Mask Up, Your Ride is Here
Transportation has not been the same in Boston since the start of the pandemic. The MBTA commuter rail and subway still run less than half full at rush hour. Empty buses roll on city streets while airplanes carry fewer passengers to and from Logan than in the past.
One area that has been hard hit particularly hard by the pandemic is the ride-share industry. Over the past several months, the Review interviewed Uber drivers in Boston, both in English and Spanish, to learn more about the impact of the coronavirus on their work and life. The Review has previously spoken with Boston area Uber drivers to uncover more about the immigrant experience in the city. Among other sentiments, drivers unanimously agree that a slowdown in business has impacted their ability to get by. Some expressed extreme caution about the virus, while others mocked the fear and panic enveloping the nation. The drivers we met almost all agreed, to varying extents, that Uber has put policies in place policies that effectively protect drivers as well as passengers.
The ride-sharing industry has grown in popularity in recent years despite the presence of an extensive public transportation system in the Greater Boston area. According to a report released by the state, companies in the business of picking up and dropping off people provided 91.1 million rides in 2019, a 12% increase from the year prior. Since March, meanwhile, MBTA subway ridership has decreased by 80% while MBTA bus ridership has decreased by 60%.
Recent ride-sharing statistics are not available for Boston, but during the pandemic, Uber has reported a decrease of ridership by a whopping 75% nationwide. The impact of public precaution and lockdowns have taken a tangible hit on all forms of transportation in Greater Boston, with more people opting to stay inside the safety of their own homes.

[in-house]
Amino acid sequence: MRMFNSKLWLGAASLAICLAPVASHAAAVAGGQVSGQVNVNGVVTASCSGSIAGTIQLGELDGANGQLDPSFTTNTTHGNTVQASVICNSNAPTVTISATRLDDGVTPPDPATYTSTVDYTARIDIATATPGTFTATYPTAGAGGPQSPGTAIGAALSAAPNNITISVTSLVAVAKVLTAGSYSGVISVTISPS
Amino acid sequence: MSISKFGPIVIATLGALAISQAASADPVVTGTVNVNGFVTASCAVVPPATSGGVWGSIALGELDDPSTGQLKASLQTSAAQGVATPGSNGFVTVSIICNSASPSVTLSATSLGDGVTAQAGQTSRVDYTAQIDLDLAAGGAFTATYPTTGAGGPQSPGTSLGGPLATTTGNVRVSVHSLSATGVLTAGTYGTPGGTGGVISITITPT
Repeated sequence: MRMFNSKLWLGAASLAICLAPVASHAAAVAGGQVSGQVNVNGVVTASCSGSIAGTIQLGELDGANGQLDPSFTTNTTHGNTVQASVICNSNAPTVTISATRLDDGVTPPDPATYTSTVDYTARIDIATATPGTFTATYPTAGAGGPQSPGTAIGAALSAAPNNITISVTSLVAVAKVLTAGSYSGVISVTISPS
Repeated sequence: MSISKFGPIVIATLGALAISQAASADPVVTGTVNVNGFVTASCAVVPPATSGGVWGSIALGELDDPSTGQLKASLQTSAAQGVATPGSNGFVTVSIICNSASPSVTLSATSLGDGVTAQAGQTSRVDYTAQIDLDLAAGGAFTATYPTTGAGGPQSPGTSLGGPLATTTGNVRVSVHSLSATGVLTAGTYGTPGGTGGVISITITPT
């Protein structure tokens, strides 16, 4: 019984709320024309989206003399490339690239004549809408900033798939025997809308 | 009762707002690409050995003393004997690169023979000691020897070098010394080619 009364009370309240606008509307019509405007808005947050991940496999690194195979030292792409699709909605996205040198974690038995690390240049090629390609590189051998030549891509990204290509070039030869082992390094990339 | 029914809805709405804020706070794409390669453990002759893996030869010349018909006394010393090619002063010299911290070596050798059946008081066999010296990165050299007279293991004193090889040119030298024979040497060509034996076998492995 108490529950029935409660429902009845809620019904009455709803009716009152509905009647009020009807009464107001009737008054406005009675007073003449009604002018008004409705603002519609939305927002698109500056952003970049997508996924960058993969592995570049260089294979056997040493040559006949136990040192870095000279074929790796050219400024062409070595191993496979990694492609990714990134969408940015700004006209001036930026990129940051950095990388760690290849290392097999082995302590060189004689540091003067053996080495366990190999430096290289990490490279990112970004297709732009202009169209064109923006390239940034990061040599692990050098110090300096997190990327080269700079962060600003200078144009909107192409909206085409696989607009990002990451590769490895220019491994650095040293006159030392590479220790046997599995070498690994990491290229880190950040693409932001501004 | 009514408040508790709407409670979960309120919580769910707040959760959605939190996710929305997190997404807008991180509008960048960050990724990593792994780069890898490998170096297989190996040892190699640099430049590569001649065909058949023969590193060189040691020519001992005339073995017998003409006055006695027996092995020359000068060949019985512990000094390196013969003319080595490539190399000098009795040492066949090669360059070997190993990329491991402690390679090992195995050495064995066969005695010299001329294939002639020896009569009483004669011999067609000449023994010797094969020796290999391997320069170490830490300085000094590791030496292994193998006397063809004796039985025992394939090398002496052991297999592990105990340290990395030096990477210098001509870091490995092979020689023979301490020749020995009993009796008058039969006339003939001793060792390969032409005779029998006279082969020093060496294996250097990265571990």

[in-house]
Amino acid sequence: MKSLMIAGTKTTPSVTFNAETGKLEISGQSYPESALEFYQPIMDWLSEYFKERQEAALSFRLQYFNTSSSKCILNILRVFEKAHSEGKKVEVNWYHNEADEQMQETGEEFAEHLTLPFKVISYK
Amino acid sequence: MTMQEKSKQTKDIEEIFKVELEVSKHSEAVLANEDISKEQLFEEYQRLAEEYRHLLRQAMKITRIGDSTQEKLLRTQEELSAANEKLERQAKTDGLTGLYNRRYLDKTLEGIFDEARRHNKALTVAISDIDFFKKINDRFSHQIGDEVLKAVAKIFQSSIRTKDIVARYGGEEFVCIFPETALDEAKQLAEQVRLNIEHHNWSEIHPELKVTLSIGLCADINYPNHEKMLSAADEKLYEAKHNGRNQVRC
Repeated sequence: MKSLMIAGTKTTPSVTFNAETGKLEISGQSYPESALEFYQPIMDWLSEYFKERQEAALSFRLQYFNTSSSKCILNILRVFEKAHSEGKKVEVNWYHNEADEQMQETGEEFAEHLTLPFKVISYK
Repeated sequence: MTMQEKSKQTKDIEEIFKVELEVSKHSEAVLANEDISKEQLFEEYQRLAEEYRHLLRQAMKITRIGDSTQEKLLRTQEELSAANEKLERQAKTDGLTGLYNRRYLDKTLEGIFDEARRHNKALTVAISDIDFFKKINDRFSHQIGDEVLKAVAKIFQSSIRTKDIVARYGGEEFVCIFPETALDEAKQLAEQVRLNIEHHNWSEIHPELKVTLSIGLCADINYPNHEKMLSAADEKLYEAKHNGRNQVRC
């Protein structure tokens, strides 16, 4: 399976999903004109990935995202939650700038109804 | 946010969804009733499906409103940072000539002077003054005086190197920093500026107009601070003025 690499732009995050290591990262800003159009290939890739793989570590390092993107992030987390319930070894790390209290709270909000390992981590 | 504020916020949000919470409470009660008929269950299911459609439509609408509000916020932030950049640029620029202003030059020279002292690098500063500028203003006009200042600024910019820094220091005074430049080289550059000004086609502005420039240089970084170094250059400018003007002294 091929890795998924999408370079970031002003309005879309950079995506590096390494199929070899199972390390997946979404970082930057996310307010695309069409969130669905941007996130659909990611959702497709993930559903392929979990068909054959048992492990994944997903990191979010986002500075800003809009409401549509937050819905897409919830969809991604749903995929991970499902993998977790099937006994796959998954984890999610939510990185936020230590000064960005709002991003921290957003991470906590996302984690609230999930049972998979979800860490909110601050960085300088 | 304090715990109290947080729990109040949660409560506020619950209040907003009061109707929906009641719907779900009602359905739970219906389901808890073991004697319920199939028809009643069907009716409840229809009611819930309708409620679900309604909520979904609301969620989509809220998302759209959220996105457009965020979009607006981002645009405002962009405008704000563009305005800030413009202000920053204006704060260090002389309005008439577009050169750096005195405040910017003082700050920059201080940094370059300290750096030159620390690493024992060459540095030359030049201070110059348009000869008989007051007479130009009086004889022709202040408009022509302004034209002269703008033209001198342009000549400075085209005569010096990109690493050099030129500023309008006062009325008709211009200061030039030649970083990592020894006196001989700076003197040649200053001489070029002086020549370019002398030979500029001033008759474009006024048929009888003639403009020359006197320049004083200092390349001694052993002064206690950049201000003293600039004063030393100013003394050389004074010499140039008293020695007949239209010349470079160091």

“This is the least money I’ve made in my six years of driving,” one driver, Maher, told the Review. “I’m taking home 40% of my usual pay.”
Uber drivers make their salary through commissions for rides and tips from customers, and the average hourly wage comes out to a modest $9.21. With less overall riders and overly burdened customers less inclined to tip, drivers are struggling to get by.
“It’s getting harder to put food on the table, but I need this job,” said one driver named Helder.
A full year into the pandemic, most drivers expressed some kind of fear about the virus and concerns for their own personal safety. Several related stories of riders who refused to comply with Uber’s mandatory mask policy.
“I know what risks I’m taking, and I’m trying to be safe,” Helder added. “You do what you have to do in life.”
Still, some drivers showed skepticism about the dangers to their health.
“People are too afraid of the virus here,” Maher said. “My family and friends back in Brazil haven’t changed the way they live, and they’re all doing fine.”
“This virus is all just for the politicians and media to make money. They don’t actually care,” Khondaker argued.
Despite these differences in their perceptions of the virus, there seems to be some common appreciation of Uber’s safety policies. Uber has implemented safety measures, including mandatory mask wearing, reduced passenger capacity, and increased support and feedback, to protect both drivers and passengers.
“Uber has done a great job to keep workers and riders safe because they follow the science; that’s what’s important,” a driver named Ricot told the Review.
“Uber has kept up with communication really well and updated its policies when it needs to. I feel safer working here than if I was a taxi driver,” Rafael said.
When asked to reflect upon the lessons they’ve learned in recent months, drivers shared their takeaways that keep them prepared to get back on the road day after day, night after night, to keep the wheels of the city spinning.
“You have to be grateful for everything,” Rafael said. “Our world can change so quickly. Don’t take anything for granted anymore.”
“Just be ready for the unexpected,” Arjan said. “Make every moment count; who knows how long they’ll last.”